North Texas officials say high occupancy vehicle lanes are a success. But two years of reports from News 8 showed the design of HOV lanes on US 75 led to a 40 percent spike in serious crashes and directly contributed to three deaths.

Transportation leaders pledged to do better by writing more tickets to dangerous and cheating drivers.

But not all of those promises were kept.

In August 2009, in response to a News 8 investigation on HOV safety, Texas senators grilled the Texas Department of Transportation and Dallas Area Rapid Transit representatives.

At that meeting, DART committed to expanded enforcement efforts by writing more tickets to HOV cheaters and illegal lane changers.

Previously, DART averaged nine tickets a month on US 75. The month of the hearing, DART wrote an unprecedented 288 tickets, an increase of 3,100 percent.

But the commitment didn't last on US 75.

News 8 found from that peak of nearly 300 tickets, DART now writes an average of 32 HOV violations a month.

DART spokesman Mark Ball was asked to explain the discrepancy.

I wish I had the numbers, he said. I really kind of believe, it's the end of the fiscal year and you got to use the money. So the money was used in the month of August to help the officers work some overtime and write those tickets.

Ball later corrected his statement, saying DART police did, in fact, step up enforcement prior to the meeting, but there were no funds available to continue that effort.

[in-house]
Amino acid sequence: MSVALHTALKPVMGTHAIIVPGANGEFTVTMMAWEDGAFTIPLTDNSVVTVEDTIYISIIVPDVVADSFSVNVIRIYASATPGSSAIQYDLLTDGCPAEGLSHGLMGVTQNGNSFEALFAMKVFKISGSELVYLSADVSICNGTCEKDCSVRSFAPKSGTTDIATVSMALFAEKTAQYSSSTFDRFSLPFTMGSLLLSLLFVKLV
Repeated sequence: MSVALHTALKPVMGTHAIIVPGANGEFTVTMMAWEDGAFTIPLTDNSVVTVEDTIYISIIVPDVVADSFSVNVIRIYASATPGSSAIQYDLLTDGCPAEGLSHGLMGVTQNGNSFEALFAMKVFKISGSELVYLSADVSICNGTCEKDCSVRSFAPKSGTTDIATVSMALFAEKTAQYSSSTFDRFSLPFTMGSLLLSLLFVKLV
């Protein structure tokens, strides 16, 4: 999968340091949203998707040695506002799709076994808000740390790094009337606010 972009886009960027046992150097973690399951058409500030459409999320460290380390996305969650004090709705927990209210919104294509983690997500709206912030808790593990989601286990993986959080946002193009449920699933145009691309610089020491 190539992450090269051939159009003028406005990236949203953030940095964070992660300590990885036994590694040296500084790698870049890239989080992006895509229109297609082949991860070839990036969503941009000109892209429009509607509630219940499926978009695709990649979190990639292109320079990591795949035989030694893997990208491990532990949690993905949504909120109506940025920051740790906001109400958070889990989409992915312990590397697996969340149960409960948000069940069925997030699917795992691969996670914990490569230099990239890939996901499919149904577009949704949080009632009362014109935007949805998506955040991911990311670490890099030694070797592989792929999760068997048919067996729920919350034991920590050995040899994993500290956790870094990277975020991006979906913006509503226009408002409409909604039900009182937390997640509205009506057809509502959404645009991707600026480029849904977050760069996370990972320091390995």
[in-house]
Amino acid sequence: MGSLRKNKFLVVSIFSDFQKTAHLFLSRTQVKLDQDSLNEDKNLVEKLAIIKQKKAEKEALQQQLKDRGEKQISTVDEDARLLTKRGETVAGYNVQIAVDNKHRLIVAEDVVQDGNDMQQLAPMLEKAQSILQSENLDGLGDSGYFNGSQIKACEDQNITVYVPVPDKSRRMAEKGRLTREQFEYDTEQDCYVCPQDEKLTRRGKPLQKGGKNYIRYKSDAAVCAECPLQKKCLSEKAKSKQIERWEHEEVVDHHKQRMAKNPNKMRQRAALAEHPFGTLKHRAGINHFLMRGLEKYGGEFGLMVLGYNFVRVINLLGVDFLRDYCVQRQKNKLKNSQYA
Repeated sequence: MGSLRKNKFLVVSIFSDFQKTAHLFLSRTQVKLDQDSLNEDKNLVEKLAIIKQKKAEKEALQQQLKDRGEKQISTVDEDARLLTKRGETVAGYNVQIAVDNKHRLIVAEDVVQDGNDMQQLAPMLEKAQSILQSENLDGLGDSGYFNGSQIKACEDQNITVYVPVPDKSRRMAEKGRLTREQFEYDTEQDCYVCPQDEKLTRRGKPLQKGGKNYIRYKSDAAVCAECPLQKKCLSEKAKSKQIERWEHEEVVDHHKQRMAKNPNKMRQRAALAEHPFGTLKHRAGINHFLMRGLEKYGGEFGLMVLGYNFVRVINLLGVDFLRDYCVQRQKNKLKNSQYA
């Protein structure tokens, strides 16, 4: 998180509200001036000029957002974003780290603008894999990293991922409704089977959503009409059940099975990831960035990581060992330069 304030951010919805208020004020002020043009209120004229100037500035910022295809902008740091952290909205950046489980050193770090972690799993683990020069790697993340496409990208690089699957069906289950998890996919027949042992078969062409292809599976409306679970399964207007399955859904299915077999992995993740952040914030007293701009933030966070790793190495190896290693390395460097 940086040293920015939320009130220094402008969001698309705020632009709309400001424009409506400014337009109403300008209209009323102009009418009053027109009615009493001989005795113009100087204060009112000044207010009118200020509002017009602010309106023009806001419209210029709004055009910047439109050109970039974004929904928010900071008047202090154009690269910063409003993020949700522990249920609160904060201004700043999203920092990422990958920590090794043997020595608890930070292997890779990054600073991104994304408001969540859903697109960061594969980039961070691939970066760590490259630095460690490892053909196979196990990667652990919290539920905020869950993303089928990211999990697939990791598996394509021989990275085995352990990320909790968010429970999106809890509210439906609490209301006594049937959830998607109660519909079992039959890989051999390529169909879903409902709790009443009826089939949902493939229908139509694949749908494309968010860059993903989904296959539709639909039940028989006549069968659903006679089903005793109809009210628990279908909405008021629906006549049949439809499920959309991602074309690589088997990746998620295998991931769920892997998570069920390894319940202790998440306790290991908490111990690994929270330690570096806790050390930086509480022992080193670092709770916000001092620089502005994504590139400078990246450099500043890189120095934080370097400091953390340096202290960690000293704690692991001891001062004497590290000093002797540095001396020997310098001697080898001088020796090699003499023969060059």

Ball was asked if it wouldn't be effective for DART to continue policing the HOV cheaters as they did the month of the hearing. Depends on the overtime money available, he replied. Whether there's federal funds to do those kinds of things.

Rosemary Miramontes of Carrollton also testified at that Senate hearing in 2009 because her son Franco was injured in an HOV accident on Interstate 35E. He is now a quadriplegic.

Something has to be done about these dangerous lanes, Miramontes said. They need to be out there every day.

Since the accident, Miramontes has been saving to buy a transport van to take Franco out of the house more regularly. Right now, he can only travel in an ambulance.

The public should expect better of us, said Michael Morris, who is responsible for transportation policy in the North Texas region.

He says without effective enforcement, you lose the public's trust.

If, in fact, they're not enforcing it, then we at the state will have to sit down with DART and make sure that's enforced, Morris said.

But Miramontes worries that the difficult task of saving for an expensive van for Franco may, ultimately, be easier than improving HOV enforcement on North Texas highways.

Donations for a fund set up for Franco can be made under the Hope Fund for Franco Miramontes at Wells Fargo Bank.


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